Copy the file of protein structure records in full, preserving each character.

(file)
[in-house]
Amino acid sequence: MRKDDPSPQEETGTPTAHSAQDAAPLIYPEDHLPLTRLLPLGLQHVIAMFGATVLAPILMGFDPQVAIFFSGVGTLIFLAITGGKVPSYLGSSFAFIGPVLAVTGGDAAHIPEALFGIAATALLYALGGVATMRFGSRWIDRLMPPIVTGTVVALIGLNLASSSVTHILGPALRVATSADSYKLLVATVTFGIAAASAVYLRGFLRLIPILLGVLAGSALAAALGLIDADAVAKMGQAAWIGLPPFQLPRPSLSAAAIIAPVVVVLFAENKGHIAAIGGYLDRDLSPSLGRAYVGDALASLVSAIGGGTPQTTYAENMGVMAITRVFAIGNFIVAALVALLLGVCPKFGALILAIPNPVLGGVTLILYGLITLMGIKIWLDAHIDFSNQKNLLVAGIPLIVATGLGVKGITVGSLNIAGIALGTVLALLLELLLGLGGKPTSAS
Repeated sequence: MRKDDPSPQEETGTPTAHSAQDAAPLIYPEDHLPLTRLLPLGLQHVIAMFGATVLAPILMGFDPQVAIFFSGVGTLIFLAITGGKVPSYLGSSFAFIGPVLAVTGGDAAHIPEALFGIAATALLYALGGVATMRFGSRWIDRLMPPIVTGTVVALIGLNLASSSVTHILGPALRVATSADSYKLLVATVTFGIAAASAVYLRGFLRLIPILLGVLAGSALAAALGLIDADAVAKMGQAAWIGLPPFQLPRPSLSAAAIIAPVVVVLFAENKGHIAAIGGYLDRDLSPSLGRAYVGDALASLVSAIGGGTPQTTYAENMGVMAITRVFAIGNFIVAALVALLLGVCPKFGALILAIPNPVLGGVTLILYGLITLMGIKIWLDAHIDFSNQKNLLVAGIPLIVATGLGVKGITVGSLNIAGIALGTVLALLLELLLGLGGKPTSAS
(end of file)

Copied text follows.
[in-house]
Amino acid sequence: MRKDDPSPQEETGTPTAHSAQDAAPLIYPEDHLPLTRLLPLGLQHVIAMFGATVLAPILMGFDPQVAIFFSGVGTLIFLAITGGKVPSYLGSSFAFIGPVLAVTGGDAAHIPEALFGIAATALLYALGGVATMRFGSRWIDRLMPPIVTGTVVALIGLNLASSSVTHILGPALRVATSADSYKLLVATVTFGIAAASAVYLRGFLRLIPILLGVLAGSALAAALGLIDADAVAKMGQAAWIGLPPFQLPRPSLSAAAIIAPVVVVLFAENKGHIAAIGGYLDRDLSPSLGRAYVGDALASLVSAIGGGTPQTTYAENMGVMAITRVFAIGNFIVAALVALLLGVCPKFGALILAIPNPVLGGVTLILYGLITLMGIKIWLDAHIDFSNQKNLLVAGIPLIVATGLGVKGITVGSLNIAGIALGTVLALLLELLLGLGGKPTSAS
Repeated sequence: MRKDDPSPQEETGTPTAHSAQDAAPLIYPEDHLPLTRLLPLGLQHVIAMFGATVLAPILMGFDPQVAIFFSGVGTLIFLAITGGKVPSYLGSSFAFIGPVLAVTGGDAAHIPEALFGIAATALLYALGGVATMRFGSRWIDRLMPPIVTGTVVALIGLNLASSSVTHILGPALRVATSADSYKLLVATVTFGIAAASAVYLRGFLRLIPILLGVLAGSALAAALGLIDADAVAKMGQAAWIGLPPFQLPRPSLSAAAIIAPVVVVLFAENKGHIAAIGGYLDRDLSPSLGRAYVGDALASLVSAIGGGTPQTTYAENMGVMAITRVFAIGNFIVAALVALLLGVCPKFGALILAIPNPVLGGVTLILYGLITLMGIKIWLDAHIDFSNQKNLLVAGIPLIVATGLGVKGITVGSLNIAGIALGTVLALLLELLLGLGGKPTSAS